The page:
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SEPTEMBER 27, 1999 VOL. 154 NO. 12


Xinhua
Cui Jian, shown here in a 1990 concert at Workers' Stadium.
WORKERS' STADIUM: Music for the Masses, 1986
Rock 'n' Roll
By CUI JIAN

On a cool night in 1986, I was invited to take part in an unprecedented concert, held at the Beijing Workers' Stadium. The place was packed. I sang an original tune, Nothing to My Name, which people seemed to like. When the concert ended and I stepped outside, I saw some kids on the street imitating my moves. Few Chinese, myself included, really knew what rock 'n' roll was back then. But we knew it was something that gave out energy. It was music with a message.

My musical odyssey began early. My father, a trumpet player in the People's Liberation Army, began teaching me the instrument when I was 14. My tastes were strictly classical. In 1981, I joined the Beijing Symphony Orchestra and played in it for seven years. Things began to change in 1985, though, when the British group Wham! gave a concert at the Workers' Stadium. A year later I heard my first Beatles tape. I started listening more and more to rock and writing songs. I learned to play an electric guitar that a friend of my father's had given me. After the Workers' Stadium concert, I formed a band and made rock my life.

    ALSO IN TIME
VISIONS OF CHINA
China's Amazing Half Century
Navigate through the People's Republic of China and discover the 50 places where history was made

China's Wild Ride
The early years of Mao's new republic were exhilarating and disastrous. Deng Xiaoping brought the country back from the brink

Essay: Happy Birthday to Me!
A Beijing writer recalls what he was doing when the People's Republic celebrated some earlier birthdays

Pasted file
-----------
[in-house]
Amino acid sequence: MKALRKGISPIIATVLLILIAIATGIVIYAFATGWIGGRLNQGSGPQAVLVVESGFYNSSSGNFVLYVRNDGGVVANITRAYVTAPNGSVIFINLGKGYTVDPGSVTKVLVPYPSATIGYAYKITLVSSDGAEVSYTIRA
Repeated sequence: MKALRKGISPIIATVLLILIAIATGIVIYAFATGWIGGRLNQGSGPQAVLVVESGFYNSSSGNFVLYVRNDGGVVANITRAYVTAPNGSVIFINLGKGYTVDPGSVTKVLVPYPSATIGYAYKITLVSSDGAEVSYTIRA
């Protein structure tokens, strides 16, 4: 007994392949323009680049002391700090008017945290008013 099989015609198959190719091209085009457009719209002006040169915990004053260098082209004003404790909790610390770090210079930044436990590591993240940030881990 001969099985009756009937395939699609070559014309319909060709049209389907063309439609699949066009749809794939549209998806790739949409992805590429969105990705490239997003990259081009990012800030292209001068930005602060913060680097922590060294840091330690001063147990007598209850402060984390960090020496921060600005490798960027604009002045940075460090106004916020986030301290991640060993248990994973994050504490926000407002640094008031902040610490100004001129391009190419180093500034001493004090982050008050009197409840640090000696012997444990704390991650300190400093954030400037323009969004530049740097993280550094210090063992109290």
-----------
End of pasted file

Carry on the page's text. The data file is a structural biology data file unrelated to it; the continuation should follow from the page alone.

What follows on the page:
VISIONS OF CHINA
50 years of the People's Republic
presented by CNN, TIME, Asiaweek and Fortune

Asiaweek
Quest for Dignity
The success of the Communist revolution climaxed a century-long drive by the Chinese to reclaim their historical greatness

I performed at Tiananmen Square in 1989, 15 days before the crackdown. I sang A Piece of Red Cloth, a tune about alienation. I covered my eyes with a red cloth to symbolize my feelings. The students were heroes. They needed me, and I needed them. After Tiananmen, however, authorities banned concerts. We performed instead at "parties," unofficial shows in hotels and restaurants.

Things are different now. Rock has become commercialized, and the performers want to make money--by playing the same music. Yet there is also a younger scene keeping the spirit alive, playing in fringe bars. Rock 'n' roll is about equality. Some Chinese are slaves to Western culture; others look East. I say f___ all of them and be yourself. That's what I like about rock 'n' roll. You can talk straight.

Cui Jian is China's most famous rock performer

ALSO SEE:
GATE OF HEAVENLY PEACE: Birth of a Nation
ZHONGNANHAI: The Inner Sanctum
BEIJING BOTANICAL GARDENS: Humbled Emperor
PEKING UNIVERSITY: Creating Chaos
DEMOCRACY WALL: An Open Challenge
BEIJING FILM ACADEMY: Making Marvelous Movies
TIANANMEN SQUARE: Hope and Repression
CHINA ART GALLERY: An Avante-Garde Explosion
HAIDIAN DISTRICT: A Silicon Valley of China's Own


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